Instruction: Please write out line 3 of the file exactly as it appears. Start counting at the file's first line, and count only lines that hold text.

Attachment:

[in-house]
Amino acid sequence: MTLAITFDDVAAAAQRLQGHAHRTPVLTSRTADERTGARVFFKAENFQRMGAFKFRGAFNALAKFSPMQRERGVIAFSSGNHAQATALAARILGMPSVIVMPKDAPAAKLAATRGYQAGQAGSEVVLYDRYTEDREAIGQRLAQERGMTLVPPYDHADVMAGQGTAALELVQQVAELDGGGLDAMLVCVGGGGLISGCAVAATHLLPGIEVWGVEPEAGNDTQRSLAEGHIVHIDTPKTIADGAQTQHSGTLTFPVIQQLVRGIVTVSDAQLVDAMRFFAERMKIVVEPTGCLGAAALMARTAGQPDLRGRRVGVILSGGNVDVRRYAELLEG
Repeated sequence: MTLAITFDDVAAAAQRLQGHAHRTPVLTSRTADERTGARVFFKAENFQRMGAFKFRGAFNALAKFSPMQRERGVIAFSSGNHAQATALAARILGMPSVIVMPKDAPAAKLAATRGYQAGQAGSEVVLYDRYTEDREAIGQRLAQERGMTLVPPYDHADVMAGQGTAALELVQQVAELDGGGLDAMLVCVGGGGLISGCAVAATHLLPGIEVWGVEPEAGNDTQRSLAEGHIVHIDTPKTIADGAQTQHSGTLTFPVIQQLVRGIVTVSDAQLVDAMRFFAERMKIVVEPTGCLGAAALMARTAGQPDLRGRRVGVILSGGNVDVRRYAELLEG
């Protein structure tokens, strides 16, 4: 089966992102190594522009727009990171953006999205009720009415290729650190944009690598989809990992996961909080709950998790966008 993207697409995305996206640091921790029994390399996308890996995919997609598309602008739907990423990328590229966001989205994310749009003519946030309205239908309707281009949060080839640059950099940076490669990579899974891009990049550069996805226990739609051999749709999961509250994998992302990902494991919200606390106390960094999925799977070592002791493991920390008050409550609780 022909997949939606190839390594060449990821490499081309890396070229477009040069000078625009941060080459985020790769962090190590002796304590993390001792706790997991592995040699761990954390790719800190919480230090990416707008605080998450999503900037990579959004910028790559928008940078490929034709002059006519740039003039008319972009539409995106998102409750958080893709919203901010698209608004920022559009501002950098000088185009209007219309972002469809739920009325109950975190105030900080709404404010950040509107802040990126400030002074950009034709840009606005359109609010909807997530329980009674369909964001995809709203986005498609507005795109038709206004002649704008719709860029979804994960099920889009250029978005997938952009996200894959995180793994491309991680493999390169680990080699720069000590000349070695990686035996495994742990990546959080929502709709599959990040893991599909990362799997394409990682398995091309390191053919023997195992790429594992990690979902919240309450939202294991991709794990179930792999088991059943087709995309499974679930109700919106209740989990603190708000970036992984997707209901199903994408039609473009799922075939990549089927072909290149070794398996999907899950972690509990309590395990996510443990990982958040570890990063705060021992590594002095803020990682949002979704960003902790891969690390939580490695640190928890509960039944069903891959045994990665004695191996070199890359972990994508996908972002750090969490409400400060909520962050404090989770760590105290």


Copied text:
Repeated sequence: MTLAITFDDVAAAAQRLQGHAHRTPVLTSRTADERTGARVFFKAENFQRMGAFKFRGAFNALAKFSPMQRERGVIAFSSGNHAQATALAARILGMPSVIVMPKDAPAAKLAATRGYQAGQAGSEVVLYDRYTEDREAIGQRLAQERGMTLVPPYDHADVMAGQGTAALELVQQVAELDGGGLDAMLVCVGGGGLISGCAVAATHLLPGIEVWGVEPEAGNDTQRSLAEGHIVHIDTPKTIADGAQTQHSGTLTFPVIQQLVRGIVTVSDAQLVDAMRFFAERMKIVVEPTGCLGAAALMARTAGQPDLRGRRVGVILSGGNVDVRRYAELLEG